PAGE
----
The Army Forced to Change the Name of Its New Rifle

Soldiers demonstrate the U.S. Army’s newest weapon at Victory Pond, Fort Benning
Soldiers of the 4th Ranger Training Battalion, Airborne and Ranger Training Brigade, demonstrate the U.S. Army’s newest weapon during a Rangers in Action Ceremony September 16, 2022, at Victory Pond, Fort Benning, Georgia. (Patrick A. Albright/U.S. Army)

The Army is changing the name of its new rifle after accidentally taking a name from an unrelated existing weapon, the service announced Wednesday.

The service's upcoming M5 from Sig Sauer will now be called the M7 after it was discovered Colt Industries also makes a weapon called the M5. The light machine gun set to replace the M249 Squad Automatic Weapon, or SAW, the M250, will not change.

"The Army originally chose the designation XM5 as the name of the new rifle in March," a service spokesperson said in a statement. "Since then, the service learned that the M5 name is used by Colt Industries for one of its 5.56mm carbines."

Read Next: It's Back: Two Congressmen Want Americans to Thank Troops for Their Freedom

The new weapons have an X designation to indicate they have not yet been fielded.

The weapons' capabilities, including how far they can accurately engage targets, are unclear as the Army is still testing them.

But it'll be roughly a decade before most formations see the M7 or M250. The service plans to issue only a small batch of roughly 40 weapons this year, with more expected to trickle out as the Army builds new ammunition factories to accommodate the new type of bullets required for those firearms. Production on the new ammo isn't expected to kick off in any significant way until at least 2026.

The new weapons use 6.8mm rounds as the Army looked for heftier ammo than the current 5.56mm used in the M4 and SAW to better defeat body armor, protective equipment that adversaries are expected to have in future conflicts and gear that is already becoming more commonplace for terror groups. The 6.8mm was seen as a compromise between the light ammo currently used and the 7.62mm ammo used in the M240B machine gun that would be very heavy for a standard rifleman.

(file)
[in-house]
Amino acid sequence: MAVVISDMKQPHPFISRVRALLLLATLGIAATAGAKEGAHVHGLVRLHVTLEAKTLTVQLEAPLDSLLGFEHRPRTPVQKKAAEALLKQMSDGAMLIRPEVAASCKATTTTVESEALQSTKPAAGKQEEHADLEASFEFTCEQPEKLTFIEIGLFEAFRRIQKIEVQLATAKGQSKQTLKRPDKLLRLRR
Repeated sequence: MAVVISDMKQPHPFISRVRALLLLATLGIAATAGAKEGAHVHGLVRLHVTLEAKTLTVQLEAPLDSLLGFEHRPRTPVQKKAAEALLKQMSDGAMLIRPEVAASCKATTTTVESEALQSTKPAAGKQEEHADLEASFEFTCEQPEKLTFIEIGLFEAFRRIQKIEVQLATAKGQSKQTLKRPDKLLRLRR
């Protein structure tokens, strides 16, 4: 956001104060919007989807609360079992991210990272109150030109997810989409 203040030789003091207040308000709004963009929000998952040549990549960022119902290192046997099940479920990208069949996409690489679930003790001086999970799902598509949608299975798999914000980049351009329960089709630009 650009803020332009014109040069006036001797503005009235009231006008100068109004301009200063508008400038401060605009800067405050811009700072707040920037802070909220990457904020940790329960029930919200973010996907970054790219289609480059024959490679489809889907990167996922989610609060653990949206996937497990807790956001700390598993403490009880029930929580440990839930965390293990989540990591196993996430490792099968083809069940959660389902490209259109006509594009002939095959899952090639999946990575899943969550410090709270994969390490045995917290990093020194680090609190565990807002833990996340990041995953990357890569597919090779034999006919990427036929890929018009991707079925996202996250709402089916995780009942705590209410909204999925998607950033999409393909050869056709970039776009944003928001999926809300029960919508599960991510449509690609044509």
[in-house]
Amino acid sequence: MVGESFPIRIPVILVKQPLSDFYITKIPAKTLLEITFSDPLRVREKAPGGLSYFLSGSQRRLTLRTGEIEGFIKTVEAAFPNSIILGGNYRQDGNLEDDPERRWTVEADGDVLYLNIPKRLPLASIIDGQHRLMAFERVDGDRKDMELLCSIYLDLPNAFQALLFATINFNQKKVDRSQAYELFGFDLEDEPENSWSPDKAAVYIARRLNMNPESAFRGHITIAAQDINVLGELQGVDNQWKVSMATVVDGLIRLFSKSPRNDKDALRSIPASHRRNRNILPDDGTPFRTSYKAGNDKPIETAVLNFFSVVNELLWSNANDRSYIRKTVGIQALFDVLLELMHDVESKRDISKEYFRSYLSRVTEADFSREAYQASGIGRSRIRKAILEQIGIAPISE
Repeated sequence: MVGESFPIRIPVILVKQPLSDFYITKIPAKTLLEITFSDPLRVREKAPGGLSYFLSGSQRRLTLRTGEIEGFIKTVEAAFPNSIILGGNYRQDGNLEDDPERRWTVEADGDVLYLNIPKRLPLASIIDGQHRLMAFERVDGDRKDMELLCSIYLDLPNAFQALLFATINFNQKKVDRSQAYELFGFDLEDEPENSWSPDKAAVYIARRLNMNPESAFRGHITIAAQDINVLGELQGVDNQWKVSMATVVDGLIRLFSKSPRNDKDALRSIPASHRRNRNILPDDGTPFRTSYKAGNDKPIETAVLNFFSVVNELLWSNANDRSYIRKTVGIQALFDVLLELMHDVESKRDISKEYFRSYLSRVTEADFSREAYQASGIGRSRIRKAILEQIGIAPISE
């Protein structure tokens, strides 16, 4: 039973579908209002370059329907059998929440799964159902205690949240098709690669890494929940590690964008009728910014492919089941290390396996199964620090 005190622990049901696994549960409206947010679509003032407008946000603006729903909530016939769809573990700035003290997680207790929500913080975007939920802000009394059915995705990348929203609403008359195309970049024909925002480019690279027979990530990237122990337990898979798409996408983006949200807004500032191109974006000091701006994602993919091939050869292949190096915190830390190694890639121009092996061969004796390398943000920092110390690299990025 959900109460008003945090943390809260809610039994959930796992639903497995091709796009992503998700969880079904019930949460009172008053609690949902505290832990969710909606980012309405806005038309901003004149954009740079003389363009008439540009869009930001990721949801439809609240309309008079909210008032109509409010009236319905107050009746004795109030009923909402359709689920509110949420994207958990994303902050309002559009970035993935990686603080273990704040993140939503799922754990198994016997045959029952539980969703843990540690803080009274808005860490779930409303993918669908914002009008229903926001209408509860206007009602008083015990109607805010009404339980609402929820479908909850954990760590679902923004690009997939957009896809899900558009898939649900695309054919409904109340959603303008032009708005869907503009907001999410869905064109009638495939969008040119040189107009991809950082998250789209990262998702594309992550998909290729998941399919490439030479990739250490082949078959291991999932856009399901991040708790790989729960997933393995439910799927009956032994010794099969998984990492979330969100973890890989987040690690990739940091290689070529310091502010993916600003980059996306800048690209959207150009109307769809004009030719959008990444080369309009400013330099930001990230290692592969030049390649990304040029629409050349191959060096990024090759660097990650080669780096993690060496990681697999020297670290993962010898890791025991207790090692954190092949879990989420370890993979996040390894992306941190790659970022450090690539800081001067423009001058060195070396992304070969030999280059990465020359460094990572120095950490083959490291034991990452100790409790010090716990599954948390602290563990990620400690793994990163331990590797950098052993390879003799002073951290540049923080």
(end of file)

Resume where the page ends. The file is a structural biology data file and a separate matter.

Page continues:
Army planners are already bracing for that heavier load from the new ammo and expect soldiers to carry less in the next fight. The M7 weighs 9.84 pounds, much heavier than the 6.34-pound M4. Soldiers will also use 20-round magazines, a 10-round decrease from the magazines the Army has been using for decades. A standard combat load for the new rifle is expected to be 140 rounds, a sharp drop from the 210-round loadout for the M4.

Soldiers carrying the new light machine gun will have a break, with the M250 weighing 14.5 pounds, compared to the 19.2-pound SAW. But troops are expected to carry only 400 rounds of the heavier ammo, a steep decrease from the standard 600-round load for SAW gunners.

The new weapons are part of the Army's larger long-term plan to modernize its force by 2030, with service leaders aiming to update its formations so that they're ready to fight a conventional military, a change from the last two decades of combat as part of the Global War on Terror era. Some of those efforts also include investments into new vehicles, robotics, long-range missiles and upgraded air defense systems.

"Most of the doctrine we use and the weapon systems are late '70s, early '80s, that we've incrementally improved," Gen. James McConville, the Army's top officer said at an Association of the U.S. Army event Wednesday. "We're taking a look coming out of Iraq and Afghanistan, and we need to be ready for large-scale combat operations."

-- Steve Beynon can be reached at Follow him on Twitter @StevenBeynon.

Related: How Well Do the Army's New Guns Perform? That's Classified, But Soldiers Will Carry More Weight, Less Ammo

Story Continues
Military Headlines Army Rifles